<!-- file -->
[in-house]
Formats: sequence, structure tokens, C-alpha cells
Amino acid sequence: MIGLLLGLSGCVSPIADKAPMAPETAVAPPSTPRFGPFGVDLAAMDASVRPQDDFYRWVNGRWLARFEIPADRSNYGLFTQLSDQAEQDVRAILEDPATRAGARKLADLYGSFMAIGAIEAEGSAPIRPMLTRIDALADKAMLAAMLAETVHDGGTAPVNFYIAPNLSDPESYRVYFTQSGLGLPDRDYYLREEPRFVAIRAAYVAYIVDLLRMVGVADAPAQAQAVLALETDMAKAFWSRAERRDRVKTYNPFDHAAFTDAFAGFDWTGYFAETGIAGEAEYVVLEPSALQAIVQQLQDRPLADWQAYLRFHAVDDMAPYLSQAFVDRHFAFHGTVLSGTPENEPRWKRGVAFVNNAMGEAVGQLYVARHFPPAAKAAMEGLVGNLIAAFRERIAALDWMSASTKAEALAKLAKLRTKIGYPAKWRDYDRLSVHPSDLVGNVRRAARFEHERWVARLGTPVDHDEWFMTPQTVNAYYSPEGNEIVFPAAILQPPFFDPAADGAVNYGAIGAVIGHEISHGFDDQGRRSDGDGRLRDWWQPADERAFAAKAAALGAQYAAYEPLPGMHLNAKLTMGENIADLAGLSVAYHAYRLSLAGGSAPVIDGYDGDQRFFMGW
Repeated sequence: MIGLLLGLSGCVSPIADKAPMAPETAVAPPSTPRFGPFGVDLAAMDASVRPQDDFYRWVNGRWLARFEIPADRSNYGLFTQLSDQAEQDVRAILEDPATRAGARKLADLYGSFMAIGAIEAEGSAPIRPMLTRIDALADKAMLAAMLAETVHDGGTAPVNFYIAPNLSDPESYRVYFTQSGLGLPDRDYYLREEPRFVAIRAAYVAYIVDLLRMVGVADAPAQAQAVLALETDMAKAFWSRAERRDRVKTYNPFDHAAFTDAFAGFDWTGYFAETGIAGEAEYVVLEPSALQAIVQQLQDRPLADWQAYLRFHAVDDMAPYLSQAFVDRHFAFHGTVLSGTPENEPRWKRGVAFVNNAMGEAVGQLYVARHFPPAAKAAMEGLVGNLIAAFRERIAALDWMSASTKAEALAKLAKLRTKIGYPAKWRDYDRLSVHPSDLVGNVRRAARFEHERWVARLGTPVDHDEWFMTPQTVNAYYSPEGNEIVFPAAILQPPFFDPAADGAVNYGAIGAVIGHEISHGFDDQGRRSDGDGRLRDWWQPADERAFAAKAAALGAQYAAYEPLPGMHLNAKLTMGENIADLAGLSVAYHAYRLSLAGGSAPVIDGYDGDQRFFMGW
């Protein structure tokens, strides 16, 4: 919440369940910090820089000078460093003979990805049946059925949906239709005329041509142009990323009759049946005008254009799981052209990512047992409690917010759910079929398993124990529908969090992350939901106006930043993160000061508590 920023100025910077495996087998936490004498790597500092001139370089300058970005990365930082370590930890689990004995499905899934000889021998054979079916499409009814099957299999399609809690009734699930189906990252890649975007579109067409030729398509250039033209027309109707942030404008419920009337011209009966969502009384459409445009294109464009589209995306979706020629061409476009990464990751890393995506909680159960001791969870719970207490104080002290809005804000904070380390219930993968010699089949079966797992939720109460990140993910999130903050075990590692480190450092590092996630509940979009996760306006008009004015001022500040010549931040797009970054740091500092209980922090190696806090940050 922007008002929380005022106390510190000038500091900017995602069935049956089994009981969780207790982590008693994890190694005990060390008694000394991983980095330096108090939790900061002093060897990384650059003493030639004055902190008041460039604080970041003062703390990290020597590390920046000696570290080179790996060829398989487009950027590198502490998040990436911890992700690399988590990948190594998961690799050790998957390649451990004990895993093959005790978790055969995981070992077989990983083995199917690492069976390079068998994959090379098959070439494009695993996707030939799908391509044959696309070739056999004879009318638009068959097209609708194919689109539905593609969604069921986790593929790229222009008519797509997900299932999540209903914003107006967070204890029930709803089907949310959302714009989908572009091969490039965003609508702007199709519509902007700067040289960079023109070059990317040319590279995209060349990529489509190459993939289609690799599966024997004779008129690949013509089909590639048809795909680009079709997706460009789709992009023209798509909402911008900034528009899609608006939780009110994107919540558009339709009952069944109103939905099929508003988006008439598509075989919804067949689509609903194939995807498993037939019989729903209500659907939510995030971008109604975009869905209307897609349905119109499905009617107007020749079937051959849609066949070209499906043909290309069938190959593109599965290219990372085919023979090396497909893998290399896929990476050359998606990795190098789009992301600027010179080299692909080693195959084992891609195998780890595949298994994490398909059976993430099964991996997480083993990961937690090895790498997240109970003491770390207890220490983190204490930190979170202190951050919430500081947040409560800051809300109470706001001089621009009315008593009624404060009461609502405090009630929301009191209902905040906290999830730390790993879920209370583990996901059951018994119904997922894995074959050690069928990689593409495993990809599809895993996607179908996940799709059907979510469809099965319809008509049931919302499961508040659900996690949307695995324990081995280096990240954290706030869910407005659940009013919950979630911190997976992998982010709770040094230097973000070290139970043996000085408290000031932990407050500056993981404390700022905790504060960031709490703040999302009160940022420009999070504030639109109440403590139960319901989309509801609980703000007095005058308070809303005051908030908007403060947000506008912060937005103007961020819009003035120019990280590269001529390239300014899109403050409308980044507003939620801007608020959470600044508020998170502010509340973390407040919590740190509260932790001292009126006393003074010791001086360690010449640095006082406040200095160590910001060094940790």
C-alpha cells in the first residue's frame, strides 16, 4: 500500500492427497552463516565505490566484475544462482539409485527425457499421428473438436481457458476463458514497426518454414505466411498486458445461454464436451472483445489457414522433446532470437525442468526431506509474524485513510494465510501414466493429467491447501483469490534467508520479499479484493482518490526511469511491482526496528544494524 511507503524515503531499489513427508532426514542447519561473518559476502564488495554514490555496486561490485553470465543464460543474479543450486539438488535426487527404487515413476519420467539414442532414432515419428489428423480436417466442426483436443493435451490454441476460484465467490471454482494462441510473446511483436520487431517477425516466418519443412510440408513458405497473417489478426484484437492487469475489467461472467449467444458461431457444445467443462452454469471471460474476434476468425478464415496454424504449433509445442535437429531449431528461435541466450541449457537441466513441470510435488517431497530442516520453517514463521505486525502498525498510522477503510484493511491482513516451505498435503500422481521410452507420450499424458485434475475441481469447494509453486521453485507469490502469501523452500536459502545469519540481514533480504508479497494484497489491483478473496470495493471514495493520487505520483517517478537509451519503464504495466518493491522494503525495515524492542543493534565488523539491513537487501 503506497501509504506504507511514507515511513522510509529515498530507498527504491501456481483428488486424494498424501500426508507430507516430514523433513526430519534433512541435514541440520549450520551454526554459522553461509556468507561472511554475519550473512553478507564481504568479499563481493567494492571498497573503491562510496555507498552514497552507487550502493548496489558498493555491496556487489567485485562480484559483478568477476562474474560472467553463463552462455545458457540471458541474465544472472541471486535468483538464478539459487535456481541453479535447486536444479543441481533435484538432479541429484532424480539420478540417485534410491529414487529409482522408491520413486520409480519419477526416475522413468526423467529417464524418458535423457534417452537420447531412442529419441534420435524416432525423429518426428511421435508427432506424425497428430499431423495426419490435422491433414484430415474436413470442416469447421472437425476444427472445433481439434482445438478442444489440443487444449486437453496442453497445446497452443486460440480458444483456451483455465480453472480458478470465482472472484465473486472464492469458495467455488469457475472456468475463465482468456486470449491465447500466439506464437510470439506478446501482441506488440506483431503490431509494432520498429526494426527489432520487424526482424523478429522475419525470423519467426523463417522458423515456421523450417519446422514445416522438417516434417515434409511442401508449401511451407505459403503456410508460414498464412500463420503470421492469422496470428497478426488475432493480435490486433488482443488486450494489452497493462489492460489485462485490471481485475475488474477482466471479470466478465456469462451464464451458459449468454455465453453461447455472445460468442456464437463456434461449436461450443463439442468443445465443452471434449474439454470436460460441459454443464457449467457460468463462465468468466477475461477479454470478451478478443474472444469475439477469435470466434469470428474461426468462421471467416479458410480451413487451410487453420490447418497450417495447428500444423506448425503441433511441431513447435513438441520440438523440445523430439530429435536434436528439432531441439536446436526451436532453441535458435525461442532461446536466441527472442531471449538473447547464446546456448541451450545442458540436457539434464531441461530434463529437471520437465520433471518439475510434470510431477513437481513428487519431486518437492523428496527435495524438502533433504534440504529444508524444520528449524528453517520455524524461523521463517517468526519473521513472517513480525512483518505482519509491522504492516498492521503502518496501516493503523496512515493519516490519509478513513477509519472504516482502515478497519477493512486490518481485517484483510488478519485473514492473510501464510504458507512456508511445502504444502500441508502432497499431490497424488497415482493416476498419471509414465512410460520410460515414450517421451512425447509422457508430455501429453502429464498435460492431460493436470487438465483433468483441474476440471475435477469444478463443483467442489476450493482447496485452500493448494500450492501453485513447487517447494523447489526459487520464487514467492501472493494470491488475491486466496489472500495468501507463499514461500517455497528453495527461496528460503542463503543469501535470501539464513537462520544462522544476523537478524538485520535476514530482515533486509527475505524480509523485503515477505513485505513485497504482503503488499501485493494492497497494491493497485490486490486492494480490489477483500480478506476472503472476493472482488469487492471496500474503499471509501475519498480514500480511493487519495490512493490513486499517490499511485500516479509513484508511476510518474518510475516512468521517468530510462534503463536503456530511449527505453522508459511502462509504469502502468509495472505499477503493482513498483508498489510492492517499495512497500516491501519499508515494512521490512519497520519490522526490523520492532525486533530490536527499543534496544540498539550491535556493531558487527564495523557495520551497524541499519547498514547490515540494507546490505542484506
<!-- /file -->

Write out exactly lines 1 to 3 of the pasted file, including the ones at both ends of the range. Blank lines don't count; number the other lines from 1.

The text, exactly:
[in-house]
Formats: sequence, structure tokens, C-alpha cells
Amino acid sequence: MIGLLLGLSGCVSPIADKAPMAPETAVAPPSTPRFGPFGVDLAAMDASVRPQDDFYRWVNGRWLARFEIPADRSNYGLFTQLSDQAEQDVRAILEDPATRAGARKLADLYGSFMAIGAIEAEGSAPIRPMLTRIDALADKAMLAAMLAETVHDGGTAPVNFYIAPNLSDPESYRVYFTQSGLGLPDRDYYLREEPRFVAIRAAYVAYIVDLLRMVGVADAPAQAQAVLALETDMAKAFWSRAERRDRVKTYNPFDHAAFTDAFAGFDWTGYFAETGIAGEAEYVVLEPSALQAIVQQLQDRPLADWQAYLRFHAVDDMAPYLSQAFVDRHFAFHGTVLSGTPENEPRWKRGVAFVNNAMGEAVGQLYVARHFPPAAKAAMEGLVGNLIAAFRERIAALDWMSASTKAEALAKLAKLRTKIGYPAKWRDYDRLSVHPSDLVGNVRRAARFEHERWVARLGTPVDHDEWFMTPQTVNAYYSPEGNEIVFPAAILQPPFFDPAADGAVNYGAIGAVIGHEISHGFDDQGRRSDGDGRLRDWWQPADERAFAAKAAALGAQYAAYEPLPGMHLNAKLTMGENIADLAGLSVAYHAYRLSLAGGSAPVIDGYDGDQRFFMGW